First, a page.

Julia Child’s French Bread With A Plate Of Daring Bakers!
You got it…that’s what I did with the latest Daring Bakers' Challenge. I stuffed it with chocolate and ate it at 4 o’clock!….Why? Because it was French bread and because it was my favorite snack when I was a kid, that’s why, ahahah!
After the wonderful Tender Potato Bread a few months ago, Mary from The Sourdough and Sara from I Like To Cook bring us French Bread via Julia Child. We were given the challenge at the beginning of the month while my mom was visiting. I went for an enthusiastic "French bread by Julia Child?! Right on!", while mom went for a suspect "Julia Child? Who’s that?!" Ah yes….I had forgotten that Julia Child is to us what Maite and La Cuisine Des Mousquetaires is to you. Precisely: who? what?where? I had not heard or seen one of her shows,or reruns until I moved to the US. I fell in love with her style, her gusto, her love for good food. And yet, it took me until this challenge to ever make anything from her cookbooks. No particular reason really, just that 24 hour days are much too short for me and all the things I want to bake and cook!!
Well, with all the shopping and chatting that we did with my mom, we never got around to make the challenge bread together and it was kind of sad making it after she was gone but the neighbors were really happy when I brought the loot down to our quickly gathering! After a few years of being neighbors we know a whole lot of stuff about one another and they know I put Gertie and Bob, the crazy-going- starters, to good use on the weekend and have plenty of loaves to give extras away. The twins asked that same week when was I going to make French bread again. "Well, funny you ask…right now!" , "can we come and help?" Oh gosh what have I gotten myself into with my briliant ideas?! "Oh well, the house is a mess really, why don’t I call you in the middle and you tell me if you think the dough has risen enough?" That settled it as they love the come check on the small ball that keeps inflating, their favorite part beig the punching and slapping of the dough on the counter to knead it. In one of the later videos of Julia making French bread the chef who is baking with her slaps the dough 800+ times…golly! I usually go 10-15 minutes but I might try the counting method next time!
Anyways…back to the bread. I went for what B. calls the "Naked" approach and no he does not mean me…don’t start the 'eeewwws" before it’s time people! That means without any of the things that I would normally use to make my life easier when baking something. In that case that meant kneading by hand, no pretty and steady baker’s couche, no quarry tiles to simulate a baker’s oven and no steam injection oven like I have at work sometimes (that thing is the bomb!). That brought me back eons ago to my first bread baked in an oven and starring at the brick I pulled out that first time! Why did I tell B. I was going to "Naked challenge" this one ?!!Suddenly I started having visions of bricks coming out of the oven…But no, everything went well, and unlike Julia, I did not wait the recommended 2 hours to cut one loaf open. I love the bread when it is still warm, after about 1 hour or so of cooling time, the dough inside has finished its little extra baking business and you can start eating it up!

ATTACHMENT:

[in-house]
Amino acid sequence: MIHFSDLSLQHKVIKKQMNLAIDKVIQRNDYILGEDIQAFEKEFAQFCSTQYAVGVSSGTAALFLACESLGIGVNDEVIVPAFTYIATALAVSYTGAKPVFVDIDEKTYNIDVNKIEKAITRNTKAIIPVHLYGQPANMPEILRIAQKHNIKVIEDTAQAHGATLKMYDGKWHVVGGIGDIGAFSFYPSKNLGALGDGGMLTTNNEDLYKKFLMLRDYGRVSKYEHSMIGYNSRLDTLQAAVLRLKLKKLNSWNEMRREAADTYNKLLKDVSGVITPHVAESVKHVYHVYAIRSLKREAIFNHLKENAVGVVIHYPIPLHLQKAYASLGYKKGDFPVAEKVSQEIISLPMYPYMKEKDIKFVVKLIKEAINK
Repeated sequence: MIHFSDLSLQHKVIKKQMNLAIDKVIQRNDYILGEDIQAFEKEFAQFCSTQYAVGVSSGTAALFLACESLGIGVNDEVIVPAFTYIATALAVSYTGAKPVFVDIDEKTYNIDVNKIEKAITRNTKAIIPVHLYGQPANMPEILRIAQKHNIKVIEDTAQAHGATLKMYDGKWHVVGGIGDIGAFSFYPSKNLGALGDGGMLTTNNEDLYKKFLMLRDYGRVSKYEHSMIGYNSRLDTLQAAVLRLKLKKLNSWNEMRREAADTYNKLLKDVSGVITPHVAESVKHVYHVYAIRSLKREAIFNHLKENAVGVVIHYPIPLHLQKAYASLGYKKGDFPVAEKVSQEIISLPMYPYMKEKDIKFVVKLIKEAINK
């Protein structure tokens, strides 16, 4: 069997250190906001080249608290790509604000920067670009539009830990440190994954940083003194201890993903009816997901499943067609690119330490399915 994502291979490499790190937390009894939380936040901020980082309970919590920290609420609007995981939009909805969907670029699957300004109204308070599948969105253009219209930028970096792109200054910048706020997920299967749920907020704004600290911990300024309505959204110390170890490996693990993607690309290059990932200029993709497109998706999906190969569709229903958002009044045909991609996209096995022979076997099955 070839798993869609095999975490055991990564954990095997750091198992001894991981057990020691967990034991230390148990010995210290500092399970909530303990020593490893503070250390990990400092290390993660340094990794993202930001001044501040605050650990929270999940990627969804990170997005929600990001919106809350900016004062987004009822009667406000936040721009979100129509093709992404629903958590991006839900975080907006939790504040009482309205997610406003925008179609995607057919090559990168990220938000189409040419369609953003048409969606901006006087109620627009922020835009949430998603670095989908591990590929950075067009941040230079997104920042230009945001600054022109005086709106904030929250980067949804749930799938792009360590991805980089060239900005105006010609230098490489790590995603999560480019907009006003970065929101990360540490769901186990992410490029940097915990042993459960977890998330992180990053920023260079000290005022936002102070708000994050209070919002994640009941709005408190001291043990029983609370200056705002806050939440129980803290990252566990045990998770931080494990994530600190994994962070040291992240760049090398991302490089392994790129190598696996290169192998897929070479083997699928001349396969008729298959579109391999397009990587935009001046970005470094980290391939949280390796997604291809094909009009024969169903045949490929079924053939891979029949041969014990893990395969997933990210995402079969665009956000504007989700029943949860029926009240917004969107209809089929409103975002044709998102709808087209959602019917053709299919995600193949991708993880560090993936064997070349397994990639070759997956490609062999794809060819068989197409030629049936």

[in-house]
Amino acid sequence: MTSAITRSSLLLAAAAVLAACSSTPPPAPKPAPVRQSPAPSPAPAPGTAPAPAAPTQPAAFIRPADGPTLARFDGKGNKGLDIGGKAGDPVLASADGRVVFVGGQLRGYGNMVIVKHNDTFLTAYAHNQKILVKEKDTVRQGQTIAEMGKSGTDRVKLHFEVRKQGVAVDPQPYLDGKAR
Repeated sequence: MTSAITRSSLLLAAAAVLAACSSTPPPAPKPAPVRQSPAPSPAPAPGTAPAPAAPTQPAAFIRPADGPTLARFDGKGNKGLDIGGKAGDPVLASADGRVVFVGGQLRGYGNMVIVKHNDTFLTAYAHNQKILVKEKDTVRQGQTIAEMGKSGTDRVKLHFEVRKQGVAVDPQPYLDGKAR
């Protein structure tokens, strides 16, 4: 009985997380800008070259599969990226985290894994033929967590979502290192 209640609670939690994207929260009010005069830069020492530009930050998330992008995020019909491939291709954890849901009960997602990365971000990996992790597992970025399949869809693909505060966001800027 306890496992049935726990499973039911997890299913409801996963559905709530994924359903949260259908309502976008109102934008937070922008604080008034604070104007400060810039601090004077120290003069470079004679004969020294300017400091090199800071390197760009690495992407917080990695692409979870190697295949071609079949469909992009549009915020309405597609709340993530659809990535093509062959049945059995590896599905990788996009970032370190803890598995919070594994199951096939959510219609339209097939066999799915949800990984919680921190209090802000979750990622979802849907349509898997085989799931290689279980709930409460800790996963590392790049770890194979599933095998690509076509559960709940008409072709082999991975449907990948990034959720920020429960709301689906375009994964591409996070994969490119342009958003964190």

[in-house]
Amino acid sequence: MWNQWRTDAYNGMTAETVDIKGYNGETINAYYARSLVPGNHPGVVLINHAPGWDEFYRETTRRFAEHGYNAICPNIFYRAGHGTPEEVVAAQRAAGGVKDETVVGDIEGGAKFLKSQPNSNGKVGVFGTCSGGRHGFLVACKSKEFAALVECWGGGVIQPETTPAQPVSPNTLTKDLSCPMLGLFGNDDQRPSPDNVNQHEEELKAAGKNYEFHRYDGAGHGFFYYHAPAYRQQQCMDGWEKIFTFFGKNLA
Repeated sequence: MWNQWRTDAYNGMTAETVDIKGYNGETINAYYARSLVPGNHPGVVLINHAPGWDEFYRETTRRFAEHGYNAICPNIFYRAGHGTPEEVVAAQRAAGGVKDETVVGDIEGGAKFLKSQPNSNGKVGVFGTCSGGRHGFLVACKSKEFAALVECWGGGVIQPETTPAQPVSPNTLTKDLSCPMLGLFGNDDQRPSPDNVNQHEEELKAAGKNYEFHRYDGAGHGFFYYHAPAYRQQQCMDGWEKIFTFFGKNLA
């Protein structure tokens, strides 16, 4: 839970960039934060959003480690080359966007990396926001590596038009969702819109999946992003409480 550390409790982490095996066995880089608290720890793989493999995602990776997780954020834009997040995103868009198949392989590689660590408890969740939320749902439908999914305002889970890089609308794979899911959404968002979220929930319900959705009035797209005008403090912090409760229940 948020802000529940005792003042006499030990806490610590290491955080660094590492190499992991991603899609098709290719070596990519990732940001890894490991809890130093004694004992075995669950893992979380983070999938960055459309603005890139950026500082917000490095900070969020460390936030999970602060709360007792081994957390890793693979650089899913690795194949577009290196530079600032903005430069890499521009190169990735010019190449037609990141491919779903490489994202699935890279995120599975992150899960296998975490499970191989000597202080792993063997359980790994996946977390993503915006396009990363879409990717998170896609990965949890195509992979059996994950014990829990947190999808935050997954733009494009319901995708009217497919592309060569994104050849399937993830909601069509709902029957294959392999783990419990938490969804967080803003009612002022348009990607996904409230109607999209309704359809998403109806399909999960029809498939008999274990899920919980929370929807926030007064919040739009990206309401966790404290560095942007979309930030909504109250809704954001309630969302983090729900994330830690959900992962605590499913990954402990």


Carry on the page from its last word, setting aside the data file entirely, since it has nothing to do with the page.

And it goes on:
For the canvas or couche necessary for the baguettes to keep their shape during their final rise, I used a clean cotton sprayed with water and flour. I let it dry and it became as stiff as an overstarched shirt (but it’s not "real" starch that you would use while ironing). When it was time to move the baguettes on it, I sprinkle more flour and the creased remain in place quite easily like that. I sprayed the bread with water (99 cents sprayer at Wallie World) and baked the loaf and epi on a pizza stone sprinkled with cornmeal. I transferred the baguettes to regular baking sheet line with parchment paper. Both methods gave me the same nice crispy crust and bottom.
I dealt with the steam issue by placing an empty 9x9inch baking pan in the 450F oven, and when the loaves were in I added one cup of water, closed the door and let it get steamy, then I repeated the operation once after 5 minutes, which differs from the recipe slightly but there is an explanation. Past 450F, the heat from my oven sets the fire alarm on within 2 seconds of our opening the door (but you could smoke a brisket right underneath without the fumes setting it off…go figure!), so it was either have my ears bleed three times every 3 minutes or twice every 5 minutes. Don’t rely on my maths but that is one time less….heavenly silence in the neighborhood!!
I would have posted the recipe here but I am afraid to send Blogger to a black vault it is so long. However thanks to Mary and Sara, you can locate it here. And I am fully aware that my Epi is not figuratively "hot"…it did get a little too brown, but I was completely enthralled in an email conversation with Tanna (and not food related for once!!) and completely forgot about it. It was great the very same night, let’s just say it fed the seagulls the next day…
Will I make it again? I probably will but I will give it one less rise and I will reduce the salt by a teaspoon. It seems that we all had different degree of saltiness in our bread this month and it is not surprising given all the different varieties available. The directions may be long but they are there to teach, guide and help. A recipe is a tutorial in many circumstances, especially when dealing with the basics of bread baking as this one does. The active standing time in the kitchen is very small as the dough does not need you to rise away, but it does require patience and attention…give a little love and you’ll get plenty back….